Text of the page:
Recently, non-high-density lipoprotein cholesterol (non-HDL-C) has become increasingly recognized as an important index of atherogenic particles, as it reflects the cholesterol in all lipoprotein particles that are considered to be atherogenic. Non-HDL-C has been reported to be strongly associated with predicting coronary artery disease [6–9]. There also have been several reports about the association between non-HDL-C level and subclinical atherosclerosis in type 2 diabetic subjects [20–24]. Most of those studies noted that non-HDL-C level was a better predictor of carotid IMT than isolated lipid parameters, even TC/HDL-C ratio. However, according to our study, non-HDL-C failed to be an independent index for predicting early-stage atherosclerosis. The negative result may be attributable to the fact that our study population comprised numerous low-risk participants with relatively steady baseline non-HDL-C level than CVD patients. Further studies with a larger sample size are needed to avoid possible bias.
High sensitivity C-reactive protein (hs-CRP), a widely used marker of inflammation, was associated with neither carotid IMT nor presence of carotid plaque in this study. Hs-CRP has shown to be associated with cardiovascular disease events in most, but not all studies [25–27]. Our results indicate that routine use of hs-CRP in general people may not improve assessment for early-stage atherosclerosis, in accordance with Virani et al..
The present study has several limitations. Firstly, this is a cross-sectional study with a relatively small number of subjects. Given the cross-sectional nature of our study, only associations can be drawn between LDL-C/HDL-C ratio and carotid early-stage atherosclerosis. But the associations do not necessarily indicate causality. Secondly, although we tried to minimize possible influence of known major confounders, the detailed information of smoking status (a known CVD risk factor) in study subjects were not available. The unmeasured factor may leave room for residual bias in multiple regression analysis. Moreover, the results may have been confounded by unknown factors. Thus, target LDL-C/HDL-C for management as a primary preventive strategy in early-stage atherosclerosis cannot be established from the present results. Further prospective cohort studies with a larger sample size are needed.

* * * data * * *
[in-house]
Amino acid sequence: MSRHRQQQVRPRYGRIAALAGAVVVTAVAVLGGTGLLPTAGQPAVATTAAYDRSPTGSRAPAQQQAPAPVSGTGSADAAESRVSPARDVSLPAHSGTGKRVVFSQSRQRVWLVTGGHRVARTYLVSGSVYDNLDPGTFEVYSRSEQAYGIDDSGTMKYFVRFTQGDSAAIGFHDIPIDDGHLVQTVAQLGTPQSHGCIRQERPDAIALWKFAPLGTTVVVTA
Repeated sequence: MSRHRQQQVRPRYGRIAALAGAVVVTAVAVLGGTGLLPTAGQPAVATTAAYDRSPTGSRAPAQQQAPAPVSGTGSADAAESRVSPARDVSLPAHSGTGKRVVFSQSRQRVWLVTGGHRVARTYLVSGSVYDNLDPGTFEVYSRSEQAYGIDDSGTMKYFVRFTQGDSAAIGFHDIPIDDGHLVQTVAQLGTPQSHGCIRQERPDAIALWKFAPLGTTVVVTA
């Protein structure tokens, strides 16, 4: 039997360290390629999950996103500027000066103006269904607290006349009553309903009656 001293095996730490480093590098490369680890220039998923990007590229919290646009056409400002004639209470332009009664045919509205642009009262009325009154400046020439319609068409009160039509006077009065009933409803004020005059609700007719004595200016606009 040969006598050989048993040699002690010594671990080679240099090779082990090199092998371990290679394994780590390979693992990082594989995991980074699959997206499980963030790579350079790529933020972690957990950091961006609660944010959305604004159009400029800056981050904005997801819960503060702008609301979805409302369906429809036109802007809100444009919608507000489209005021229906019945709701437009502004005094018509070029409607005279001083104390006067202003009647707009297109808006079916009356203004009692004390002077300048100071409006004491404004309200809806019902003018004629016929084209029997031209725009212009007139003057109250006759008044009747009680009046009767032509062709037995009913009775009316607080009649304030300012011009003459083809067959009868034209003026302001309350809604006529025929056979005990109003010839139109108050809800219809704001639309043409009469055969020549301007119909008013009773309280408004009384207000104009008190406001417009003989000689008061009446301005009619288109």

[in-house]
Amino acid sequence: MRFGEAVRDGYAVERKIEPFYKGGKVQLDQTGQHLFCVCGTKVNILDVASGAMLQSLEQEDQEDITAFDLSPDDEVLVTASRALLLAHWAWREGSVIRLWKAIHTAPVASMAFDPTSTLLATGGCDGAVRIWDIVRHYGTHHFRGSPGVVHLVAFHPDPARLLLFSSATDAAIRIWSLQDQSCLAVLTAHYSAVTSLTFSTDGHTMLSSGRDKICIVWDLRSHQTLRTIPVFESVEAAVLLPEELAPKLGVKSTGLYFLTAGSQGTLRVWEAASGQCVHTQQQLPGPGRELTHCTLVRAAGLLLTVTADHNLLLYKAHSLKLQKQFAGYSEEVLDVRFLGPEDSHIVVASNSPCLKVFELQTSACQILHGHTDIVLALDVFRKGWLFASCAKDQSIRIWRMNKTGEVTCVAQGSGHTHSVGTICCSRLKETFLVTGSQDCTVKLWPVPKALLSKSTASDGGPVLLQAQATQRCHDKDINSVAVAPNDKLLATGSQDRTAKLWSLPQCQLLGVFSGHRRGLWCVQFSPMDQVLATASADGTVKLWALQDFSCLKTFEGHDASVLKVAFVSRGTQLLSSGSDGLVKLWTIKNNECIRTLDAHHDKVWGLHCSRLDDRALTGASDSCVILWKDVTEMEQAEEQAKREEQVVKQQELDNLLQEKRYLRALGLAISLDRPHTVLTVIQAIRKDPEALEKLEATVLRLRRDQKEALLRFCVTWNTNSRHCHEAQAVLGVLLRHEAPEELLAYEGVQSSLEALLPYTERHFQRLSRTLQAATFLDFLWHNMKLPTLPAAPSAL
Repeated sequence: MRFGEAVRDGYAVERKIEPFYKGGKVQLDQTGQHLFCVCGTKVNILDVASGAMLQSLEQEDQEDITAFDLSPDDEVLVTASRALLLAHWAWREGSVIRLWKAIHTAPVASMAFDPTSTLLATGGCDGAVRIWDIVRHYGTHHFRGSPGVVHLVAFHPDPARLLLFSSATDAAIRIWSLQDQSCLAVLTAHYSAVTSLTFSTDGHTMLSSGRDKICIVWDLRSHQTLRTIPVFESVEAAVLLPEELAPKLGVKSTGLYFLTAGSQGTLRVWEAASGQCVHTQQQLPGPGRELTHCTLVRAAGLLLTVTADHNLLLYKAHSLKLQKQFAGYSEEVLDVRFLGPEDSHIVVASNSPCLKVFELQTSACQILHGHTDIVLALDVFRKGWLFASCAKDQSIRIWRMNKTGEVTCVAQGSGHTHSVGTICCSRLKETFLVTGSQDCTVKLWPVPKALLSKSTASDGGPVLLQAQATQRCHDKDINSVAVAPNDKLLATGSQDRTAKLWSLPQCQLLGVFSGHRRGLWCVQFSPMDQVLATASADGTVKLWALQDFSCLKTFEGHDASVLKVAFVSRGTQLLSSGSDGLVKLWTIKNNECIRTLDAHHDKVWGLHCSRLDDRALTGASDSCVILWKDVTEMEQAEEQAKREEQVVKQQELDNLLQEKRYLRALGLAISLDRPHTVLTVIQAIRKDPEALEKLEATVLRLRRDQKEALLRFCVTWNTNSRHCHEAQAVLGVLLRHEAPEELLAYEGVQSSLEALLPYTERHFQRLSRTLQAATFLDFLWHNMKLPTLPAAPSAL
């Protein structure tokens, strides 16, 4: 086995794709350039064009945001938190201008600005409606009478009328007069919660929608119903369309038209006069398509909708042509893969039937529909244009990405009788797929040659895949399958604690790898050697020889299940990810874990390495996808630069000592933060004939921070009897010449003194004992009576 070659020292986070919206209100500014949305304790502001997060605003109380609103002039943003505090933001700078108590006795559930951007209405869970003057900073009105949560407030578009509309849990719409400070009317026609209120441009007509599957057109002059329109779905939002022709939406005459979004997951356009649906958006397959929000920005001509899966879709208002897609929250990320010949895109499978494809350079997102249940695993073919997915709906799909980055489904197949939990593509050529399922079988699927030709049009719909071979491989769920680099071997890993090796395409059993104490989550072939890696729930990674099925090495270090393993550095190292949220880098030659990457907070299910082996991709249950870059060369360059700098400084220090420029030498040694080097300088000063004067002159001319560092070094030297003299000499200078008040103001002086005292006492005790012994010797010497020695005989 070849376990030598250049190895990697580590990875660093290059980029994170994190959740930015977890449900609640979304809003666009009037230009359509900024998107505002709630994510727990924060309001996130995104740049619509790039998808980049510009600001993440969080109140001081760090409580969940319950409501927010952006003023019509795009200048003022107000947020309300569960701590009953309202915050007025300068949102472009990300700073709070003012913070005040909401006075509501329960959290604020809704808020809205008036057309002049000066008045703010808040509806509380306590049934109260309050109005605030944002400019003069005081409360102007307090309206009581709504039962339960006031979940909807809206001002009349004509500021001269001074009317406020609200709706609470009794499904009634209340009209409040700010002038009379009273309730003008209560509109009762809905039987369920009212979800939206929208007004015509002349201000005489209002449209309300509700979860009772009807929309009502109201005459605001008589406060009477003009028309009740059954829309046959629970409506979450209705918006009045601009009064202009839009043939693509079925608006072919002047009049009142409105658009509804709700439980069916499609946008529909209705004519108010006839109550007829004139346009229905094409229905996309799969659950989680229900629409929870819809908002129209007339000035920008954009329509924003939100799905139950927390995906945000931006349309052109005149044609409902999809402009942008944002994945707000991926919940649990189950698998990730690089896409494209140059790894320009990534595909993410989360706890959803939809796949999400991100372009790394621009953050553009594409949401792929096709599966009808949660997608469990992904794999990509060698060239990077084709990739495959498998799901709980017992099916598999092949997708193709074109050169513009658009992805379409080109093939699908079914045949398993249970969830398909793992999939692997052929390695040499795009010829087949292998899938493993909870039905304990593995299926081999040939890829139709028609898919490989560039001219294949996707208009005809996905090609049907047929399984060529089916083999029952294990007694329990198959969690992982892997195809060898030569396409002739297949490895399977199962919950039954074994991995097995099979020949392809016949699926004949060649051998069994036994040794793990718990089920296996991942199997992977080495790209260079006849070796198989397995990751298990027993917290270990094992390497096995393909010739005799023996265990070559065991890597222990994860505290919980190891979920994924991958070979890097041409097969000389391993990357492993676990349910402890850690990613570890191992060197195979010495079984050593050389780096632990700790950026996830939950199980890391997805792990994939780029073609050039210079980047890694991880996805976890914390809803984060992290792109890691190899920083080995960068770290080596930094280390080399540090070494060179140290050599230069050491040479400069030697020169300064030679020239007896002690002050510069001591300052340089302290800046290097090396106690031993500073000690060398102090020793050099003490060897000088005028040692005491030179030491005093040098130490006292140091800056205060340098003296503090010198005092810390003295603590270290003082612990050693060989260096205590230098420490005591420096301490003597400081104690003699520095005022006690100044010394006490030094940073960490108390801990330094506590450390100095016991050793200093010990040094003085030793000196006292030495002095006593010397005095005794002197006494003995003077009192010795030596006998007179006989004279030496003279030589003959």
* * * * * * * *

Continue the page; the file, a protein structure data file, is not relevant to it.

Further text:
Serum LDL-C/HDL-C ratio represents as an independent index associated with increased carotid IMT and LDL-C combined with HDL-C levels may be useful markers for predicting the presence of carotid plaque in the Chinese general population.
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The pre-publication history for this paper can be accessed here:http://www.biomedcentral.com/1471-2261/14/181/prepub
The authors thank Xiaopan Gao, Department of Clinical Laboratory, the Health Medical Center, PLA General Hospital, Beijing, China and Shuge Chen, Department of Ultrasonography, the Health Medical Center, PLA General Hospital, Beijing, China for their support in the collection of data. This study was supported by National High‑tech Technology Research and Development Program (2011AA 02A 111) and Chinese Institute of Metrology scientific research special subject (21-AHY 1405–14).
The authors declare that they have no competing interests.
CY contributed to the design of the study, the collection of data and their analysis as well as the writing. ZS contributed to the design of the study and analysis of the data. YL contributed to drawing figures and the writing. JA contributed to the collection and analysis of the data. QS contributed to the analysis of the data as well as the writing. YT contributed to the design of the study, the collection of data and their analysis as well as the writing. All authors read and approved the final manuscript.
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Yang, C., Sun, Z., Li, Y. et al. The correlation between serum lipid profile with carotid intima-media thickness and plaque. BMC Cardiovasc Disord 14, 181 (2014). https://doi.org/10.1186/1471-2261-14-181
- Subclinical atherosclerosis
- Lipid ratio
- Intima-media thickness